April 5, 2017
The images from the chemical attacks in Idlib Province, Syria yesterday are heart wrenching. Unfortunately, these pictures of children lying motionless, others struggling to breath, and others with burns and blisters all over their bodies is not new, and that is the tragedy of it all. After four years of doing research on survivors of chemical weapons in Iran and northern Iraq and making a short documentary about the plight of some survivors, I had to put this project aside at the time, because I just could not stomach it anymore. Poring over thousands of photos just like the ones flooding our newsfeed yesterday for years made me cynical about humanity. And, on top of that, the fact that no one seemed to remember (or care) that these atrocities had occurred added a level of frustration that was unbearable. As I see these pictures from Syria, it reminds me of three things I learned and that I hope we can keep in mind as we get more information on the most recent attack:
1. Yesterday was just the beginning for these survivors. The headlines from this attack will eventually disappear from our front pages, but the survivors have to live with the consequences of these chemicals and the damage to their bodies for the rest of their lives. They will need countless surgeries on their burned skin as well as on their eyes, which will eventually lose sight depending on how far they were from the explosions, and they will be plagued with a lifelong inability to breath without pain. They will develop a chronic cough and eventually, after about 20 years, many of their lungs will collapse. Some may develop complicated cancers. As an international community, if past trends repeat themselves, unfortunately we will stop caring after the news cycle is over. But know that yesterday was just the beginning for those who survived the chemical attacks.
2. These bombs did not come from nowhere. There is a not-so-illicit weapons trade of chemical agents from companies and countries that we all reside in. No one’s hands are clean in this ordeal. And these weapons will be used again, whether in Syria or elsewhere, simply because they continue to be produced. There are massive amounts of money in this horrendous game, and as long as profit is to be made, these weapons will be used, whether we see the pictures of the horrors they unleash or not.
3. One of the major difficulties that doctors all over the world have in treating survivors of chemical weapons is that they do not know the exact makeup of the chemical agents being used. The companies that produce them do not release exact ingredients due to fears that their “intellectual property” will be stolen. Let that one sink in. These companies hinder proper treatment because of intellectual property concerns over the makeup of their deadly weapons.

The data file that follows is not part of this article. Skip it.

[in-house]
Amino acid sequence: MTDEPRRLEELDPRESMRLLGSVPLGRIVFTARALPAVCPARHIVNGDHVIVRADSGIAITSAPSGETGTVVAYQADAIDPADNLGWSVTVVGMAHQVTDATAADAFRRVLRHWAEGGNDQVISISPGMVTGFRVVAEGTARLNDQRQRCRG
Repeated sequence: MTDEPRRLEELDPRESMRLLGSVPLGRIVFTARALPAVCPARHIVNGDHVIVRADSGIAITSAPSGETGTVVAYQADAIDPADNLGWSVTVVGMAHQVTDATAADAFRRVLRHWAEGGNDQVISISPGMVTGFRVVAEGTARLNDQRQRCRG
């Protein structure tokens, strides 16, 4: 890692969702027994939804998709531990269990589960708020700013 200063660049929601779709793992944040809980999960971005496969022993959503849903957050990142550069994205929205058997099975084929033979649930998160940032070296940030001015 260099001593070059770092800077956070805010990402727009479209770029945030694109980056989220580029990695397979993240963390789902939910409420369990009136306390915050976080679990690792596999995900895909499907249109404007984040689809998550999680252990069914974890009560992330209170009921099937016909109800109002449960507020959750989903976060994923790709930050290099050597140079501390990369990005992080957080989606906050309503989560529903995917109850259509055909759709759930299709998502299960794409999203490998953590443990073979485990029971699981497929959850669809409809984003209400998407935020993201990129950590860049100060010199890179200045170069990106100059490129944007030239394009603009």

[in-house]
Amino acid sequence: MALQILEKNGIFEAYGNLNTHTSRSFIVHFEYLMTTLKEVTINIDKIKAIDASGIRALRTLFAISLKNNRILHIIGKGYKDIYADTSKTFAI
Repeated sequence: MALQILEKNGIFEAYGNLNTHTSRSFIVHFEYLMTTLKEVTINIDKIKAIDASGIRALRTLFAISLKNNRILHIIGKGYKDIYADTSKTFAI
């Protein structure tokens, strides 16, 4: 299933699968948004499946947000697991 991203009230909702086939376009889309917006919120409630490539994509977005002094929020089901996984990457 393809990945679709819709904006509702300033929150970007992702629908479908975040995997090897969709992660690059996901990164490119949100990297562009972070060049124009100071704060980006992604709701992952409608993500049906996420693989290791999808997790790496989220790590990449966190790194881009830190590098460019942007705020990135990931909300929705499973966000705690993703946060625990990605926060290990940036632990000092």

My sincere hope is that we do not lose sight of this story once it has run through our news cycle. But one thing I have learned from studying the aftermaths of wars is that once the journalists are gone our attentions are focused on another crisis and we forget the survivors. Yet the effects of war are long lasting. That those of us who have worked with chemical weapons survivors in Iran and Iraq have been able to do so more than three decades after initial exposure (and have had our hands completely full because of the sheer number of survivors, estimated at 100,000 in Iran, and countless more in Iraq, taking into account those exposed to depleted uranium from the first Persian Gulf War and the 2003 U.S. invasion of the country) should point to the fact that although the public forgets, survivors have to deal with this for the rest of their lives. And the next generations are also affected because these chemicals seep into the environment, contaminating water and soil.
May the survivors have patience as they begin to deal with the atrocity of yesterday. And may we not forget, like we have in the not-so-distant past.
Narges Bajoghli is a postdoctoral research associate at the Watson Institute. Her first book (forthcoming, 2018), is on paramilitary media in Iran, and her second book project is about chemical warfare survivors in the Middle East. She will convene an Engaged Scholarship Conference on this theme at the Watson Institute in November 2017, attended by international experts who work on chemical warfare across Syria, Iraq, and Iran.
Listen to a Trending Globally podcast with Narges, "Learning to Play by Ear in Tehran"